When you start to name your emotions and behaviours as parts you may find your inner family of parts to be quite large. This is normal. We all have large families inside that are experiencing our world in many different ways at the same time. You will find that naming these experiences as parts brings you in touch with your present experience.
Let’s say for example I am stuck on the freeway in the middle of rush-hour coming home from work and the traffic is just not moving. I turn off the radio. I immediately notice there is a part of me who is reluctant to turn off the radio. This part of me prefers sound over silence. A part of me is impatient with this traffic jam and just wants to get home, while at the same time there’s another part who values the time alone. Another part is worried about the amount of work I have piled up back at work. Another part is so looking forward to being at home with my wife, and there’s a part of me who feels sad that I am unable to be home right now.
We are very complex beings, and complex simply means it is human to have a lot of internal experiences occurring for us at the same time. Unfortunately most people focus on one or two of those internal experiences and discard the rest. If again we consider the analogy of possessing an inner family of parts, imagine what it would be like for the family if you as the parent were focusing almost exclusively on one or two chosen family members. Can you imagine how the family members who do not receive that attention would feel and react to that? Predictably, they would feel left out. They would not feel part of the family unit feeling they do not have a say.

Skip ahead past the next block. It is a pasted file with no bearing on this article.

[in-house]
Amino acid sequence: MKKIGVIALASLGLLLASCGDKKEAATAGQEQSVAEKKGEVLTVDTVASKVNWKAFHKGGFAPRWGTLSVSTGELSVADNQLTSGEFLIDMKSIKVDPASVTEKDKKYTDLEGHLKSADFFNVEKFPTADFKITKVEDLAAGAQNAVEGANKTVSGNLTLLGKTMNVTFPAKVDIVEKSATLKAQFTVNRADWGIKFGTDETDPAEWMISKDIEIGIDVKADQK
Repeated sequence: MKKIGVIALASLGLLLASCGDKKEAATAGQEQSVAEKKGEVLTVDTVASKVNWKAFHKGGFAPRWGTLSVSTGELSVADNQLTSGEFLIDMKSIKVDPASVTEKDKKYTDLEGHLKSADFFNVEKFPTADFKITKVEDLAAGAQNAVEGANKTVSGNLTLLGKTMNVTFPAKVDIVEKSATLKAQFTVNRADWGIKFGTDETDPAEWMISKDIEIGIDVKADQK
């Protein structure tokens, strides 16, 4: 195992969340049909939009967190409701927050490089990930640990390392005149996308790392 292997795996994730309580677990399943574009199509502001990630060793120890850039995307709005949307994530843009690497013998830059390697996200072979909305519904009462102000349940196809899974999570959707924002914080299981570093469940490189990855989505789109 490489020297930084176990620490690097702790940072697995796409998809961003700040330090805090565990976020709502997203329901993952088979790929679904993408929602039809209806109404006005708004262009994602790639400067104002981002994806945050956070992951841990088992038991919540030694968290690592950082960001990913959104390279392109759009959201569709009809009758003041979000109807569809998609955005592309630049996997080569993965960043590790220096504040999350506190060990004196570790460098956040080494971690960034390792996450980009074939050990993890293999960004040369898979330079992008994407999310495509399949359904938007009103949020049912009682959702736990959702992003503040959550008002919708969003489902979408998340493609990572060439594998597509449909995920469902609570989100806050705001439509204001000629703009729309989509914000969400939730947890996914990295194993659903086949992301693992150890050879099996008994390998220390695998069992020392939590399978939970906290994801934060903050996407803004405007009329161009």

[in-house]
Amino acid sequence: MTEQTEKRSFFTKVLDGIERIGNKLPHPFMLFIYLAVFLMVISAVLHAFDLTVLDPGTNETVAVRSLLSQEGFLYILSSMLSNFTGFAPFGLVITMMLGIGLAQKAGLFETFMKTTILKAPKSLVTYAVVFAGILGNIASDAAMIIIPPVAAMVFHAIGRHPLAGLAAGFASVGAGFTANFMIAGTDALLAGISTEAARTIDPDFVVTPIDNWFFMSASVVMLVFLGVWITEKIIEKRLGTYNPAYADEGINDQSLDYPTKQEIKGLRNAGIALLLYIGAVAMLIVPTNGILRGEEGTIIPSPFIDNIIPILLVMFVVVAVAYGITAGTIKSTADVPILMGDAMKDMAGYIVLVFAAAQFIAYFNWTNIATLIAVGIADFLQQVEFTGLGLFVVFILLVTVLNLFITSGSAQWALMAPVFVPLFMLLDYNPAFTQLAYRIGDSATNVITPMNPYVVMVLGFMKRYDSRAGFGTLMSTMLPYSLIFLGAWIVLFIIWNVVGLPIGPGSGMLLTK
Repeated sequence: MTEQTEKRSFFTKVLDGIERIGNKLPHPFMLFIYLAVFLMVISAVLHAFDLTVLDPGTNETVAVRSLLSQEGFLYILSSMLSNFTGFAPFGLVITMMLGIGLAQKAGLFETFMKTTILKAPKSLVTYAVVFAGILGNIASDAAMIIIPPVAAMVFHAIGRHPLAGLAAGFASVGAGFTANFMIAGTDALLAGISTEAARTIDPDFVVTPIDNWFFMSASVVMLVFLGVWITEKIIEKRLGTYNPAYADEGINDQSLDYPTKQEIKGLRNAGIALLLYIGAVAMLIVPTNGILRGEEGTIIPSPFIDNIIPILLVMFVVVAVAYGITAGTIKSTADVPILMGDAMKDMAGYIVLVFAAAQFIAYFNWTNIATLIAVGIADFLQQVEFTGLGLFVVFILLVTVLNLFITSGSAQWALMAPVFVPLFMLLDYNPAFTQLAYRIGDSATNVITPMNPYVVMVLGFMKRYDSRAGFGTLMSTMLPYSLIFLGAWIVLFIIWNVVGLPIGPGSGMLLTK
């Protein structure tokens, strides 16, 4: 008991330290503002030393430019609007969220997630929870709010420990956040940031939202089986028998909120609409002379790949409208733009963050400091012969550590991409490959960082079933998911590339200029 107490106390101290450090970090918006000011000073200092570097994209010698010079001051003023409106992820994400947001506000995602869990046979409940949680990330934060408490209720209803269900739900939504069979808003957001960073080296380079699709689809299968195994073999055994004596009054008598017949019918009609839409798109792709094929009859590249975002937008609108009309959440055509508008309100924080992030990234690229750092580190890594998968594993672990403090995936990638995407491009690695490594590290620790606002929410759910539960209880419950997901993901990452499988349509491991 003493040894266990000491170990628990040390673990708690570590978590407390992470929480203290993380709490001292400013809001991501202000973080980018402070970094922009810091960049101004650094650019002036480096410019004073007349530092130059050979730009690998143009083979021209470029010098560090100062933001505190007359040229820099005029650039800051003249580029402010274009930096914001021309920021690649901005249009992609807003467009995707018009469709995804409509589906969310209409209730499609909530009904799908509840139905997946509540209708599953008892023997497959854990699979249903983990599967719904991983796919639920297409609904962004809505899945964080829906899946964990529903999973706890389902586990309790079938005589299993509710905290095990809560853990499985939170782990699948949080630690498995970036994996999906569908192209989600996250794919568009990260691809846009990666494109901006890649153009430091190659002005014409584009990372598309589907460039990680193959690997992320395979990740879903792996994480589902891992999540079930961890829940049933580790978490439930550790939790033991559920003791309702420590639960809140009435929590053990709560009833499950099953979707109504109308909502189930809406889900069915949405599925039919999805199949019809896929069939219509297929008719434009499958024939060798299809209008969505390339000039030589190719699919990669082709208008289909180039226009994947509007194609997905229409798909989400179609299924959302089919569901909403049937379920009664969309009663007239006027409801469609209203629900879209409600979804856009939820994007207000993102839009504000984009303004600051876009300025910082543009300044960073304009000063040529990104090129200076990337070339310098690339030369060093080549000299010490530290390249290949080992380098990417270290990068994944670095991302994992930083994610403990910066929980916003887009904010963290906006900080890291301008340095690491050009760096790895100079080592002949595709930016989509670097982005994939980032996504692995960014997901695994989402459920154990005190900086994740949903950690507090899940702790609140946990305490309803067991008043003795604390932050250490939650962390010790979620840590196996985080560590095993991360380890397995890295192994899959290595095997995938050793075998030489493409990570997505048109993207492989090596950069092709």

Naming or being aware of all of your inner experiences from time to time gives equal value to all of the parts of your inner family, and all will feel valued as a part of the family. Such self-representation creates calmness and certainty within because more of you feel included, and more of you have a say.
When you begin holding your inner parts as equals you start to find parts you didn’t know were there. While there are many people in our society who overdo their expression of anger and frustration there are just as many who have never before acknowledged they are or ever were angry or frustrated. This could be because anger was never acknowledged in their family of origin. It could also be because of a fear that to do so would make them angry people and they would create conflict. There are a myriad of reasons why someone would abstain from naming their anger and frustration. From the perspective of the parts model, the angry/frustrated part meanwhile may be sitting in isolation without ever receiving true representation.
In the story of Cinderella the ugly sisters received the attention and love of the step-mother. Cinderella was left out in the cold. She was ignored and felt lonely to the point that she was drawn to converse with the animals and birds. There was no one else to interact with. We can often treat our emotional parts in the same way and never acknowledge the presence of an emotion. If someone were to ask you the question, “How do you express your anger?” You may reply that you never get angry – and yet, anger is a vital emotion within us all. The question is not so much about whether anger is present within us but whether we give it the space for expression – or not. If we were to personify the angry part within the person who declares that he never gets angry, there are grounds to expect the angry part to feel like Cinderella: a part of us who feels attention is given elsewhere and who has no role to play in our life.
An interesting self-contemplative question emerges from this: how would you feel if you knew there was a part within your emotional family who feels left out in the cold? What are the Cinderella emotions within you?